Argumentation (or Reasoning) Schemes: Patterns of reasoning or argument — both very general ones, and also more detailed instances of those general ones.These schemes thus represent types of argument or reasoning. Accordingly, there are schemes in general, for example, for argument from analogy or argument from authority. (General analogy: “X is like Y, and Y has property P, so probably/presumably X has property P also.” General Authority: “A says S; A is an authority about things like S; so probably/presumably S .”) And there are also more specific schemes representing sub-types of these general patterns. (e.g., Enumerative analogy: “Instances of Aa-1,a-2, a-3 ,etc. have property X , so instance of Aa –n will have property X “; a priori analogy: “Act A deserved treatment T ; act B is relevantly similar to A; so act B deserves treatment T.”) Associated with each scheme is a set of critical questions that have to be answered appropriately for any argument that is an instance of that scheme if it is to be a cogent argument. In addition, according to one current conception of fallacy, a fallacy is an inappropriate use of an argumentation scheme (for an example is an inappropriate appeal to authority, such as appealing to a physician — a medical authority — in support of a pro- or con- point of view about abortion, which is a moral, not a medical, issue).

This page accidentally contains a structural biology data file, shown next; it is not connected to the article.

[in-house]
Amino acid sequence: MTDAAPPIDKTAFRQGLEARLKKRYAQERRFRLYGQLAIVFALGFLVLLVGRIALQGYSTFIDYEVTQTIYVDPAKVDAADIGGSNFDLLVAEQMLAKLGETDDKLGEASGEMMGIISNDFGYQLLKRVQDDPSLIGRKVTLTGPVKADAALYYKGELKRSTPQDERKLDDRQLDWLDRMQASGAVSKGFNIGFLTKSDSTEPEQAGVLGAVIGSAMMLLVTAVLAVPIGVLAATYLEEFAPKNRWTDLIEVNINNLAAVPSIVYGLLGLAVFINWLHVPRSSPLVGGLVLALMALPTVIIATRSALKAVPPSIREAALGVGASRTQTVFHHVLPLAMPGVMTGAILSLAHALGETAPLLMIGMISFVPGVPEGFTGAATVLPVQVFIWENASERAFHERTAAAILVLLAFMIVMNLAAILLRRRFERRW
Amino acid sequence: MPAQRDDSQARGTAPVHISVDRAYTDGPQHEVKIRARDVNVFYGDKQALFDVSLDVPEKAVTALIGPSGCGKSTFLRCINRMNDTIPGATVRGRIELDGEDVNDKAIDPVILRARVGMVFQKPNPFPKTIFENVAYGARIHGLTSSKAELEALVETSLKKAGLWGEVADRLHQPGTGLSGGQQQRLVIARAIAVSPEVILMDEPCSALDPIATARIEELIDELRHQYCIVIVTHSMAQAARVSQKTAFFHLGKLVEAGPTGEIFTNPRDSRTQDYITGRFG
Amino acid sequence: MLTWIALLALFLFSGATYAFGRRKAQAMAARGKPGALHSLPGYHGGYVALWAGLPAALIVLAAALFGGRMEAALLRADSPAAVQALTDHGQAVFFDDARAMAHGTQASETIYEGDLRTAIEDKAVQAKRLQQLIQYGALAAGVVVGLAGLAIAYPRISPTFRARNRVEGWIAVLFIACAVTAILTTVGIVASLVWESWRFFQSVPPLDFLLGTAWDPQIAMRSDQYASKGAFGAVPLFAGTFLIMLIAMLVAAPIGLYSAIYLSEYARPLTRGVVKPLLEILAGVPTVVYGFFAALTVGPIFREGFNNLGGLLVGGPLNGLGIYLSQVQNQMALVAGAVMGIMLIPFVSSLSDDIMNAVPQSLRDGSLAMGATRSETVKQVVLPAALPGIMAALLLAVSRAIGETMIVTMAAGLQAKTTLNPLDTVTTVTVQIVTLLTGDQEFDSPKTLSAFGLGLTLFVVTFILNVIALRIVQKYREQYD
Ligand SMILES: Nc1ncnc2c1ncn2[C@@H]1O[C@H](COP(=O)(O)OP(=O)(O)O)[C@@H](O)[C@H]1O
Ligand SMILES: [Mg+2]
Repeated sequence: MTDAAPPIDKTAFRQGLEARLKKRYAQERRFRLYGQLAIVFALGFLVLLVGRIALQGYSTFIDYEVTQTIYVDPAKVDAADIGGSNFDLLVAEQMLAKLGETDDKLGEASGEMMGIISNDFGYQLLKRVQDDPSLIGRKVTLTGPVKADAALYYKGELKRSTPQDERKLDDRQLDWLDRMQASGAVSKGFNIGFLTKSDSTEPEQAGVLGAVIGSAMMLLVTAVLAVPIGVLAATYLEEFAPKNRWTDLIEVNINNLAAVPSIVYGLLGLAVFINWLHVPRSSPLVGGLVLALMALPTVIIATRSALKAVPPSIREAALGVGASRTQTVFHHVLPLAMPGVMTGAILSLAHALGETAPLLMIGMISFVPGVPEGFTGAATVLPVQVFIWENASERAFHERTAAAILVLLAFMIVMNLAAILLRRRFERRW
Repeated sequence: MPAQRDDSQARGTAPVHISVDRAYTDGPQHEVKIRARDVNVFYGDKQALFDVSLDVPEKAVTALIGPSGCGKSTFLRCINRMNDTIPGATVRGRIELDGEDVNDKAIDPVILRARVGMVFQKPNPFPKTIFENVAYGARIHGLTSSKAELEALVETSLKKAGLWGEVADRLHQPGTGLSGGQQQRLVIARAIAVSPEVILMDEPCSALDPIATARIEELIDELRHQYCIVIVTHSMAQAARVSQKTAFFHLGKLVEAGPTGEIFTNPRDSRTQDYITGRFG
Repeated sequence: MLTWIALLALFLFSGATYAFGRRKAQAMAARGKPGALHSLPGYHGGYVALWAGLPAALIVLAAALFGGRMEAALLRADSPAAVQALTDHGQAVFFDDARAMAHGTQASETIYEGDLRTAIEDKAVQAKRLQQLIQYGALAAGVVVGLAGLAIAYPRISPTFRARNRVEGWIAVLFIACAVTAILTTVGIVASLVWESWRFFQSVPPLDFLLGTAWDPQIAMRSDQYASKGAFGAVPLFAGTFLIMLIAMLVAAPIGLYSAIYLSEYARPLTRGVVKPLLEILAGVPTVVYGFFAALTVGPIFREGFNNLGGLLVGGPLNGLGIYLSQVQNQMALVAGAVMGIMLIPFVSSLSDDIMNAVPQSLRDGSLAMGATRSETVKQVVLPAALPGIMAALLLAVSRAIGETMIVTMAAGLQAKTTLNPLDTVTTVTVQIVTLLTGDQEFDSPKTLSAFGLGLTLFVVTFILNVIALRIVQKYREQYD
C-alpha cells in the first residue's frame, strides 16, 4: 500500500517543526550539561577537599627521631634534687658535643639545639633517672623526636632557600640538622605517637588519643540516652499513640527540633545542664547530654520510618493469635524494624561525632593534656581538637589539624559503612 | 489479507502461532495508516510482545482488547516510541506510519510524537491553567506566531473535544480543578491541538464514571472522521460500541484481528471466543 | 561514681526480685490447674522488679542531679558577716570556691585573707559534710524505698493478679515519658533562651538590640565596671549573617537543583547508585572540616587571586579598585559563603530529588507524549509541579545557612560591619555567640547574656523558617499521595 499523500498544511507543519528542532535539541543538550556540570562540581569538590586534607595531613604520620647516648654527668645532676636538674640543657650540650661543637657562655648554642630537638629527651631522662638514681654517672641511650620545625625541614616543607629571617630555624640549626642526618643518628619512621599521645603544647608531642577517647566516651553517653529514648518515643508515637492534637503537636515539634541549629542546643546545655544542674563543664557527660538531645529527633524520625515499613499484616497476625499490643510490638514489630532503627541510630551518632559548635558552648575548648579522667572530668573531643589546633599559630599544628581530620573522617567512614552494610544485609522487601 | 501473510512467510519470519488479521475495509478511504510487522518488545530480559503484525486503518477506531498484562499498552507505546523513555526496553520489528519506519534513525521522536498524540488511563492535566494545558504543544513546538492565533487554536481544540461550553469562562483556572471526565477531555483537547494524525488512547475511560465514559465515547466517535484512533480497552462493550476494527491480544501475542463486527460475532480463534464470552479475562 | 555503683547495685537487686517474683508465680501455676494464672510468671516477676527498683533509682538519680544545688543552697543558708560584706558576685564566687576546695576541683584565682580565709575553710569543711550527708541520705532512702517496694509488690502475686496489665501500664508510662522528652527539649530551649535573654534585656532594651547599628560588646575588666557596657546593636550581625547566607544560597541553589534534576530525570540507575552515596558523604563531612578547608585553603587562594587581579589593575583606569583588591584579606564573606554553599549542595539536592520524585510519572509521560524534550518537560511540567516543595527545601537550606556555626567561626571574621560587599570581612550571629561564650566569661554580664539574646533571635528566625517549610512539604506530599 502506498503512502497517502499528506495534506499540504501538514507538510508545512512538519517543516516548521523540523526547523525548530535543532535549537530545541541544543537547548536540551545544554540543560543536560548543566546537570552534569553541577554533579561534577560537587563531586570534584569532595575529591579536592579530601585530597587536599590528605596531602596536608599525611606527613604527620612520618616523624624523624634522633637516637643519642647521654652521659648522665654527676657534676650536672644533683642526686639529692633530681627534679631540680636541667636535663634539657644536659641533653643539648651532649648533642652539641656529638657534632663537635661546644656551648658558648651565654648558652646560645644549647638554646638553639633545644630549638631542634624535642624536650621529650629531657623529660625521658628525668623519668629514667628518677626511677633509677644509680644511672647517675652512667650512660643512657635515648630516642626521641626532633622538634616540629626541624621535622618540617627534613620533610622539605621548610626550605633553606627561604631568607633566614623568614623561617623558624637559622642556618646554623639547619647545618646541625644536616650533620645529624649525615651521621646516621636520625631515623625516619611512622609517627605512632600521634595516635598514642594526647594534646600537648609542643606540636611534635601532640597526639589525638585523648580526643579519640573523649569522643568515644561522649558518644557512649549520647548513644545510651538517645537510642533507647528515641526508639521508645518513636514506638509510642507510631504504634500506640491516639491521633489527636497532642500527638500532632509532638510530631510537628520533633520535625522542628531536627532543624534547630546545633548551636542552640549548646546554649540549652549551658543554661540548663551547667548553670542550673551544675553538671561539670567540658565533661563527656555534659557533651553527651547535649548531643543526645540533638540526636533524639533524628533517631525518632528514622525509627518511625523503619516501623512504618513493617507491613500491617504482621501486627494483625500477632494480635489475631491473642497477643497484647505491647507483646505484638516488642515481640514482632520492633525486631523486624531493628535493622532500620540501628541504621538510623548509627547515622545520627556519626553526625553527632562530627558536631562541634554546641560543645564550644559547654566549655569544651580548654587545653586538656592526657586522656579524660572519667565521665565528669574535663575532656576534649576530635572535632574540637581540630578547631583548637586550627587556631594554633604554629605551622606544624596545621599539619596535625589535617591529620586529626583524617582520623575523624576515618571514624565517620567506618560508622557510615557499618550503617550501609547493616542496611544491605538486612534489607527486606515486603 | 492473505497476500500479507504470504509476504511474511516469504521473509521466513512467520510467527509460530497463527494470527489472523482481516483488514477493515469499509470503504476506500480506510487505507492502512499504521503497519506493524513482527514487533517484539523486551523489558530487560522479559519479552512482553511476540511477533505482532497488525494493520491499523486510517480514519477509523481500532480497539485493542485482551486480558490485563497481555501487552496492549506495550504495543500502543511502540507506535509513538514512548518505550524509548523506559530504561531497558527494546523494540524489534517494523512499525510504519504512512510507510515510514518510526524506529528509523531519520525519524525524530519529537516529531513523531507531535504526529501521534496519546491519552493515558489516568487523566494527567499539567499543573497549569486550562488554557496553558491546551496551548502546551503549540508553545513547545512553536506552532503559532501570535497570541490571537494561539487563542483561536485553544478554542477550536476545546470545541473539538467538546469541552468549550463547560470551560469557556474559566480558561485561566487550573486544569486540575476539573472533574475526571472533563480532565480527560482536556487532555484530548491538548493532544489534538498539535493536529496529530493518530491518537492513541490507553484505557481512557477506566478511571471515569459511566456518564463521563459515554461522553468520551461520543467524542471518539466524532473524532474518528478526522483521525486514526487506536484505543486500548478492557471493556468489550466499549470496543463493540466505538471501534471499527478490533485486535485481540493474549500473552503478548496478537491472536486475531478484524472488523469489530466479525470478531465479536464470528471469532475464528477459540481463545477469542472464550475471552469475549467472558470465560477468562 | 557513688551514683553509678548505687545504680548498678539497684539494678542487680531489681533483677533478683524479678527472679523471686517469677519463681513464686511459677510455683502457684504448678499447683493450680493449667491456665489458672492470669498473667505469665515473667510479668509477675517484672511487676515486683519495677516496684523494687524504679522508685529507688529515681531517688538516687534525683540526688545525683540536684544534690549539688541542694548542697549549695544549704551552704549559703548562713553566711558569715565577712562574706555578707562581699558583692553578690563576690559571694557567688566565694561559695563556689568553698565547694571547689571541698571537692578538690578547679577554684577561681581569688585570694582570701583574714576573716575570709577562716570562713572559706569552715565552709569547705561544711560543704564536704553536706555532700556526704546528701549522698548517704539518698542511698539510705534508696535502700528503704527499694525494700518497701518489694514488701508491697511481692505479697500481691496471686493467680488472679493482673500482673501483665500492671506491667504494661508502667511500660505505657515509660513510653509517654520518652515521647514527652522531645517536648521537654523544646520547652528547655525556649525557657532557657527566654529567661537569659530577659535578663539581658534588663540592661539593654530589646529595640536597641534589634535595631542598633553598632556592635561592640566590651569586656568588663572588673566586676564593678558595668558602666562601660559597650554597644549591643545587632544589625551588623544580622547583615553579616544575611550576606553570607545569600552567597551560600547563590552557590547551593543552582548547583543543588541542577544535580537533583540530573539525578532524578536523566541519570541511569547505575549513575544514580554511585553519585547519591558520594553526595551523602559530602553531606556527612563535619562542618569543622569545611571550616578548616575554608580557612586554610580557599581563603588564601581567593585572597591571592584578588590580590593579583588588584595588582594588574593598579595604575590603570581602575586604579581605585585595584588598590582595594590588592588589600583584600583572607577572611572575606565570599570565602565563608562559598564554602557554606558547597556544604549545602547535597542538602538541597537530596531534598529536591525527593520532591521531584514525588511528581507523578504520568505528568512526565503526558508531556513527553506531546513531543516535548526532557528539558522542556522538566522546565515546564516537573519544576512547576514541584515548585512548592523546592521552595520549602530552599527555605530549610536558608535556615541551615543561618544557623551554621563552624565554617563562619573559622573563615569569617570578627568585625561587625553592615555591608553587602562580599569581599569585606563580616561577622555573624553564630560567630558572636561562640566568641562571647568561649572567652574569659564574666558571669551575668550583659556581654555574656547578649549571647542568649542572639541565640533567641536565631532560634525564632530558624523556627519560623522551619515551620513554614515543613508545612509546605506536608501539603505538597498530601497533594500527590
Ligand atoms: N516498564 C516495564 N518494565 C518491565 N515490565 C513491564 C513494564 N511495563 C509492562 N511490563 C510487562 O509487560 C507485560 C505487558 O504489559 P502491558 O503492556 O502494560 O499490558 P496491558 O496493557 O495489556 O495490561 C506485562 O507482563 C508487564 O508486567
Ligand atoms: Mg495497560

Source: ‘What is Good? What is Bad? The Value of All Values across Time, Place and Theories’ by John McMurtry, Philosophy and World Problems, Volume I-III, UNESCO in partnership with Encyclopedia of Life Support Systems: Oxford, 2004-11.